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Toronto Blue Jays starting pitcher R.A. Dickey throws to the Baltimore Orioles in the fifth inning of a baseball game in Baltimore, Saturday, June 18, 2016. (Patrick Semansky/AP)
Toronto Blue Jays starting pitcher R.A. Dickey throws to the Baltimore Orioles in the fifth inning of a baseball game in Baltimore, Saturday, June 18, 2016. (Patrick Semansky/AP)

Kelly: R.A. Dickey gazes thoughtfully toward the end Add to ...

R.A. Dickey is in his usual clubhouse pose – sitting quietly on the periphery looking out onto baseball’s backstage a few hours before the curtain goes up.

Marcus Stroman has walked in and turned up the music so loud, you have to raise your voice to be heard. A few guys are lying on the floor, stretching and yelling at each other. A few others are watching a soccer game.

It has a very high-school cafeteria feel.

“I don’t know if it’s even a high-school environment,” Dickey says. “Maybe middle school. It’s great. It keeps me culturally relevant.”

It’s hard to tell if he’s kidding. Knowing Dickey just a little, probably not. He has many aristocratic attributes, earnestness prime among them.

We’re now in what may be his final week as a performing professional baseball player. He has had a remarkable 15-year major-league career – perhaps the least likely of modern times. He’s gone from washed-up scrub to Cy Young Award winner. Now he’s headed gently back down the mountain to join the rest of us in civilian life.

He has never really made sense in this domain – not in the jocular or jock-ular senses. People like to call him a thinking-man’s ballplayer, but mostly he’s just a thinking man. Astoundingly open and outspoken in the world, and silent in here.

He seems to enjoy few of the prerogatives of veteran status. He has no locker-room followers. Instead, he is allowed to keep himself to himself.

He sits over in one corner with another placid man, J.A. Happ, in what he calls the “low-rent district.”

Why low rent?

“The high-rent district’s down there” – meaning at the opposite side of the clubhouse – “with [Troy] Tulo [witzki] and [Ryan] Goins and all those guys.”

Together, Dickey and Happ make around $22-million (U.S.) a year. Most of the guys in high rent – Goins, Kevin Pillar, Justin Smoak – make much less.

So he’s not talking about the prices.

He’s talking about the more important currency in any locker room – influence. Two things are combining to pull Dickey out of the central orbit of a baseball team he briefly defined – time and essential character.

He has never really fit in baseball. Anybody who has ever heard him speak knows that.

But now, as it ends, baseball has stopped fitting around him as well.

Dickey was almost painfully thoughtful

Four years ago, Dickey arrived in Toronto at a moment of great baseball doubt.

The manager, John Farrell, had abandoned ship to pursue opportunities elsewhere – a unique instance of a coach firing his club.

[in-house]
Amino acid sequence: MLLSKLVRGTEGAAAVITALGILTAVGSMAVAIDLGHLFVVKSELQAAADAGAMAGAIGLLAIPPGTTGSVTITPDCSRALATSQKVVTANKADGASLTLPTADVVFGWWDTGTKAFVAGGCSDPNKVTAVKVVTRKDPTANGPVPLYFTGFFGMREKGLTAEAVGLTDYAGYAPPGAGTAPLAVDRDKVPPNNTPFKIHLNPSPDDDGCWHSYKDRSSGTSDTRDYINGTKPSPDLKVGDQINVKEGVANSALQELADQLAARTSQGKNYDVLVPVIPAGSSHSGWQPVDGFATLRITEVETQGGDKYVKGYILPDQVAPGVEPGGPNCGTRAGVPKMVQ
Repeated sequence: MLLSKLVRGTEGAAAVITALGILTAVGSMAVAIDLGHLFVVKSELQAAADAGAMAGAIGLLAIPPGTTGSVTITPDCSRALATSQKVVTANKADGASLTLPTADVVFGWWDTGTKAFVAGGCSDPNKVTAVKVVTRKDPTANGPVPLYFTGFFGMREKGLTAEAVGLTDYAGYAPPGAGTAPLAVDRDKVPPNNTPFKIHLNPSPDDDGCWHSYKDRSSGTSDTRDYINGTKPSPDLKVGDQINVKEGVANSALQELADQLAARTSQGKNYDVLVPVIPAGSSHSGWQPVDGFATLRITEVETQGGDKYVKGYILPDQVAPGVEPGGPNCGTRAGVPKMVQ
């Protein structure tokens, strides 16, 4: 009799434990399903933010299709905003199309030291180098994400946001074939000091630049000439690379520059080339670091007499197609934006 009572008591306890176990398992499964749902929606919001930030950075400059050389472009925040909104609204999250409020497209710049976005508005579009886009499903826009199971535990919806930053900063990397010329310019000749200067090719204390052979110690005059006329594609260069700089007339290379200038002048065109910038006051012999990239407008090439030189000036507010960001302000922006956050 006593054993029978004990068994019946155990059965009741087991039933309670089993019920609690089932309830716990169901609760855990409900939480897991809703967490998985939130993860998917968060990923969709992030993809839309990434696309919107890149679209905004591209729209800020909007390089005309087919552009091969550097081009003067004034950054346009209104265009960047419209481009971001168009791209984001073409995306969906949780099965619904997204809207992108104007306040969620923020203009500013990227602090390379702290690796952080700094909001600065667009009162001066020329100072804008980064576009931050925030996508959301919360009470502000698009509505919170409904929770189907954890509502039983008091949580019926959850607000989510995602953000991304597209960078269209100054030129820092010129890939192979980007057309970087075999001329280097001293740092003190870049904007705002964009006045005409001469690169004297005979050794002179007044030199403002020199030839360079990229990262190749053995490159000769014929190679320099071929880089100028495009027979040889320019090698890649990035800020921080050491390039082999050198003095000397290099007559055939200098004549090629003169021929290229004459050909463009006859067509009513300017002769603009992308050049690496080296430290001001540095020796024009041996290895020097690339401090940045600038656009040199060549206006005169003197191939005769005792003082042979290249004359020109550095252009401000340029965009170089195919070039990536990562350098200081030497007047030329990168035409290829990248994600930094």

A pair of boldface newcomers – pitchers Josh Johnson and Mark Buehrle – had just come north sounding as if they expected to be dumped in some frontier shantytown. The city was being newly reminded of its place in the American imagination as the major leagues’ equivalent of an Antarctic base.

Coming off a best-in-baseball season, Dickey wasn’t just a star. Though he’d been traded, he was a star who’d chosen us.

“Obviously, I’m overjoyed to be here … ” were the first words out of his mouth at an introductory presser. It was the “obviously” that local got hearts beating.

Most people knew the back story – the coming up hard; the professional disappointments; the unlikely emergence in his mid-30s – but the approach took them by surprise.

Dickey was almost painfully thoughtful. He had the self-conscious diction of a doctoral student. The guy had climbed Mount Kilimanjaro, for God’s sake.

Someone asked at the time if he was “the most interesting man alive.”

Dickey, already comfortable in his new world, treated it as a teachable moment.

“We’re in a honeymoon period right here,” he said. “There’s going be a period where I’m struggling, and it’s not going be so interesting.”

For four seasons, Dickey rather proved his point. The dominance he’d shown in just one National League season could not be repeated back in the American League.

He was remarkably workmanlike – starting the most games in his career; logging more than 200 innings – but the knuckleball was more fun to hear about than it was to watch up close.

Dickey has always spoken of it in vaguely mystical terms – “120 separate commitments” per game.

Too often, one of those commitments would end up going over the outfield fence at a bad time. Afterward, Dickey would tell people what went wrong – that the humidity had affected the ball’s flight. Or the temperature. Or the wind. Or, worst of all, that he just didn’t have it – whatever “it” is – that day. He spoke of the knuckleball as if it were an ill-mannered dog that occasionally got off the leash.

It didn’t matter that it was true because no other pitcher talked this way. They’d say things about a lack of “command” or “control,” which most casual observers don’t fully understand. But it sounds plausible and reassuring. Something that could be fixed. Dickey’s explanations sounded like excuses.

When the knuckleball worked – as it often did – it was good luck. When it didn’t, it was Dickey’s fault.

This is the curse of doing something that doesn’t look hard. People don’t think you deserve much credit for it.

However much he’d impressed Toronto, he was no people magnet in the locker room. Too studious. Too middle aged.

In spring training, the clubhouse divides up into tribes, divided by service time, position, language and wattage. Dickey was most often by himself, working out or in between working out. He lacked the single social advantage of veteran pitchers – he has nothing to teach. Nobody throws a knuckleball, and it’s unlikely anyone’s going to ask about his 80-mile-an-hour fastball.

In those first years, the undoubted king of the pitching half of the clubhouse was Buehrle. He had the years, the detached charisma, the wise-old-man-ness. He was Dickey’s opposite in most ways, a curmudgeonly good ol’ boy.